And then one fine day I reread the ending of Seneca’s Medea (I teach Latin and Greek, as you might have guessed). In verses 920-922 Medea says: “Would that mine enemy had children by his paramour!“. And in verses 1212-1213: “If in my womb there still lurk any pledge of thee, I’ll search my very vitals with the sword and hale it forth.“. A writer (man) from two thousand years ago puts another possible plot in Medea’s mouth, in which Medea imagines herself as a non-mother and Glauce, on the other hand, gives birth to Jason’s children (in the myth instead Glauce dies from a poisoned gift from vengeful Medea, before she could get married). Five minutes later I had already started writing (with Seneca’s blessing).

Because, as I said before, the distinction between mother and non-mother is not clear, it depends on the plot that we inhabit. And in the middle, between being a mother and not being a mother, there is the verb “to want”, that we women are called to conjugate in an active way. Wanting to be mothers. Or not wanting it. Never “to be wanted” as mothers by others, in a narration of us created by a pen that is not in our hand. Wanting to be mothers or not wanting it. This also means reflecting on the right to abortion (wearing away more and more, in many parts of the world, because unfortunately women’s rights and human rights in general have been sucked into a regressive spiral…). Also on this, Seneca offers us an opening (” If in my womb there still lurk any pledge of thee, I’ll search my very vitals with the sword and hale it forth. “). Certainly using a gory language, that of tragedy, but which remains current even after two thousand years, and unfortunately just as brutal in reality, every time the right to conscious motherhood is threatened, every time we push women back to clandestine, dangerous abortion practices, disrespectful of human dignity. 

Wanting to be mothers. Or not wanting it. Never “to be wanted” as mothers by others. It also means that one can get tired of it, and no longer liking it: one can regret being a mother without becoming an infanticide, even without betraying or giving up the love for her own children. Regretting, among other things, of having taken on a role that does not know any truce, days off, holidays or retirements, and that it is not shared with anyone else, because being a father is not like being a mother. This is what Glauce will say to Medea, bitterly, in the middle of my novel. Here I want to explicitly mention Orna Donath and the essay Regretting motherhood: a specialized study that was to circulate among professionals only, but which instead gained a very large audience, all over the world, which is not only made by casual acquaintances, relatives, friends (with or without children), co-workers, passers-by, greengrocers, pharmacists, doctors, jewellers, butchers and all the others who point the finger.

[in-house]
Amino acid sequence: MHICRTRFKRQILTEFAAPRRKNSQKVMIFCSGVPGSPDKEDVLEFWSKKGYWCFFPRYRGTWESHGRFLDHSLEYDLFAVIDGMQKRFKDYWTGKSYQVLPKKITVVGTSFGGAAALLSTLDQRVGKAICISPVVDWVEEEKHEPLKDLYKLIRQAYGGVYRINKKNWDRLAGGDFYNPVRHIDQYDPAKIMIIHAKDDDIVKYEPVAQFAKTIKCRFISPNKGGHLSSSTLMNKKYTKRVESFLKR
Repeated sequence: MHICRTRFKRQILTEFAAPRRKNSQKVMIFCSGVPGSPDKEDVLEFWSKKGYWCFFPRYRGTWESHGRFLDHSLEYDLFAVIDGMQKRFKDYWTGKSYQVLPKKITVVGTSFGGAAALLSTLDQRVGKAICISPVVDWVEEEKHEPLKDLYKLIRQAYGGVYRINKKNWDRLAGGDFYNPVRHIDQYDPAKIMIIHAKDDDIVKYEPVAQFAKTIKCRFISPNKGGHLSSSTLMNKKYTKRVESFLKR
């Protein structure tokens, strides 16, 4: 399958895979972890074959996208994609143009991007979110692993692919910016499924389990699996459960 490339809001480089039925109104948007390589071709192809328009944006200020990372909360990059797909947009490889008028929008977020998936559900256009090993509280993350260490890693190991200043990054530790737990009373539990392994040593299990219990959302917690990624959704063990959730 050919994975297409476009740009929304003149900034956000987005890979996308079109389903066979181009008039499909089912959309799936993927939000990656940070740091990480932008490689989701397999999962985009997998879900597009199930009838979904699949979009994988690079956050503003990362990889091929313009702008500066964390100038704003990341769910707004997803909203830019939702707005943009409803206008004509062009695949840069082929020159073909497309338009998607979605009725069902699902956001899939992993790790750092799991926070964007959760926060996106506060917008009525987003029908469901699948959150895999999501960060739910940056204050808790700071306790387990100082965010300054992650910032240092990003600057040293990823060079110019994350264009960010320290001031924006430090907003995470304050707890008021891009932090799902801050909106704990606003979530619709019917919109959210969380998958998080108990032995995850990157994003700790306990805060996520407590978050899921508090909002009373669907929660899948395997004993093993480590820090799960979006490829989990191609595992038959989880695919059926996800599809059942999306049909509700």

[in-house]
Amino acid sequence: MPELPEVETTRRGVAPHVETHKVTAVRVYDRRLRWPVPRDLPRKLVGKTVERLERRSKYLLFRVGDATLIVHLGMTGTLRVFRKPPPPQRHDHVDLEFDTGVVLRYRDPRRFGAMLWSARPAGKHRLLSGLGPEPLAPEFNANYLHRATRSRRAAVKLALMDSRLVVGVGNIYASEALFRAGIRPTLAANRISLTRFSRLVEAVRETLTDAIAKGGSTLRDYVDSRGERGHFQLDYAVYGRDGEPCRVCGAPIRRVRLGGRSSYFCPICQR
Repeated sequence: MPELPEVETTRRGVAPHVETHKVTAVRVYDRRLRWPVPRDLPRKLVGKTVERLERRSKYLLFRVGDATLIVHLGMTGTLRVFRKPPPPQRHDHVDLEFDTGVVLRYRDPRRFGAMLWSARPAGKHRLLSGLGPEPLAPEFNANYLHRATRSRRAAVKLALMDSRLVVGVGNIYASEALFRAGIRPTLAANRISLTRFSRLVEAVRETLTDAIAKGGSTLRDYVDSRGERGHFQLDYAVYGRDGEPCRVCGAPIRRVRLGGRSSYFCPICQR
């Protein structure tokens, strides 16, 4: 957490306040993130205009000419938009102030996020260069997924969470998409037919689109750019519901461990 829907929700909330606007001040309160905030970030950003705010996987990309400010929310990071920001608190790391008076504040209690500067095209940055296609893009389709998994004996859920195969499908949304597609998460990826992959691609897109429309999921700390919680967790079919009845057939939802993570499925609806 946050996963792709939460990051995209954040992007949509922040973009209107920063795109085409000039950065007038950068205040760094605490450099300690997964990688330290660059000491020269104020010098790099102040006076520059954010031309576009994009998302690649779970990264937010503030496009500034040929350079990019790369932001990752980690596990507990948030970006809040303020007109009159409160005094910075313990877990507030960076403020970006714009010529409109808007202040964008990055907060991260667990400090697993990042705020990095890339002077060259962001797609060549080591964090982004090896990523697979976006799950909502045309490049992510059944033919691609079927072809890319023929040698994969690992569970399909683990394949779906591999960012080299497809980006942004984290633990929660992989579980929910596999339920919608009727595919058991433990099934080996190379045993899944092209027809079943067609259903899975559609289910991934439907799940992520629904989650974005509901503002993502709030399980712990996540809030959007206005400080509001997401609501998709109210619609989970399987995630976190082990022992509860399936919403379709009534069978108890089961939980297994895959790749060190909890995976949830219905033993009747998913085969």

Dear lunàdigas, this novel is for you, although I did not know you yet when I wrote it. Finding you and identifying myself in the definition of lunàdiga was the most fortunate occurrence of this writing. But I am Medea was also much appreciated by mothers, tired of lying still, hieratic and composed inside the two-dimensional silhouette of a Madonna with a child on a golden background, as in the Byzantine icons that in my novel – in this melting-pot and globalized, classical, orthodox and ottoman Greece – Medea observes with foreign eyes. 

Claudia Mazzilli teaches Classical Literature in an Apulian high school. She has published numerous contributions on philology and classical culture in the academic journals Aufidus  and Argos; she is involved in various associations to protect the values of formal and substantial equality guaranteed by the Italian Constitution; Io sono Medea (Nulla Die, 2021) is her first novel.